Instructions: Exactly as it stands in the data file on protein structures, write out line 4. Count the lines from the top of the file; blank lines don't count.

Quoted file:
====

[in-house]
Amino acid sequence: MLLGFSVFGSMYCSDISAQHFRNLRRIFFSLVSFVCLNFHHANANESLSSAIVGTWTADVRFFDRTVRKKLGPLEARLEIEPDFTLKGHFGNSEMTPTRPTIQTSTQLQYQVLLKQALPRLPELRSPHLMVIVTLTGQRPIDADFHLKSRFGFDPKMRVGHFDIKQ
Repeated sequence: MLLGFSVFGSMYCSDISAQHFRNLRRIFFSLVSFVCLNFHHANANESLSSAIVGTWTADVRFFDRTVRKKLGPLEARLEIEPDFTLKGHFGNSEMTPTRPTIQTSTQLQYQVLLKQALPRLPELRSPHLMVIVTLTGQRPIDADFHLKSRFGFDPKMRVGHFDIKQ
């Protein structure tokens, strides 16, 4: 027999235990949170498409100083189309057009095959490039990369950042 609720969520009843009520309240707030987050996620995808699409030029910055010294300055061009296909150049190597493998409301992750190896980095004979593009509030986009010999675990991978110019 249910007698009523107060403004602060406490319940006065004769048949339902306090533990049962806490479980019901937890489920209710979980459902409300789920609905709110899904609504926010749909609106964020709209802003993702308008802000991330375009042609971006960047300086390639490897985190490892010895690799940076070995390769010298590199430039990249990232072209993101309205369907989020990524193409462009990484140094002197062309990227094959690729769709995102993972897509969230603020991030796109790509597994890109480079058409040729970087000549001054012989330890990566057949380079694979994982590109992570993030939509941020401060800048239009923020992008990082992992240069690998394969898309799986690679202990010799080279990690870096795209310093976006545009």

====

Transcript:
């Protein structure tokens, strides 16, 4: 027999235990949170498409100083189309057009095959490039990369950042 609720969520009843009520309240707030987050996620995808699409030029910055010294300055061009296909150049190597493998409301992750190896980095004979593009509030986009010999675990991978110019 249910007698009523107060403004602060406490319940006065004769048949339902306090533990049962806490479980019901937890489920209710979980459902409300789920609905709110899904609504926010749909609106964020709209802003993702308008802000991330375009042609971006960047300086390639490897985190490892010895690799940076070995390769010298590199430039990249990232072209993101309205369907989020990524193409462009990484140094002197062309990227094959690729769709995102993972897509969230603020991030796109790509597994890109480079058409040729970087000549001054012989330890990566057949380079694979994982590109992570993030939509941020401060800048239009923020992008990082992992240069690998394969898309799986690679202990010799080279990690870096795209310093976006545009």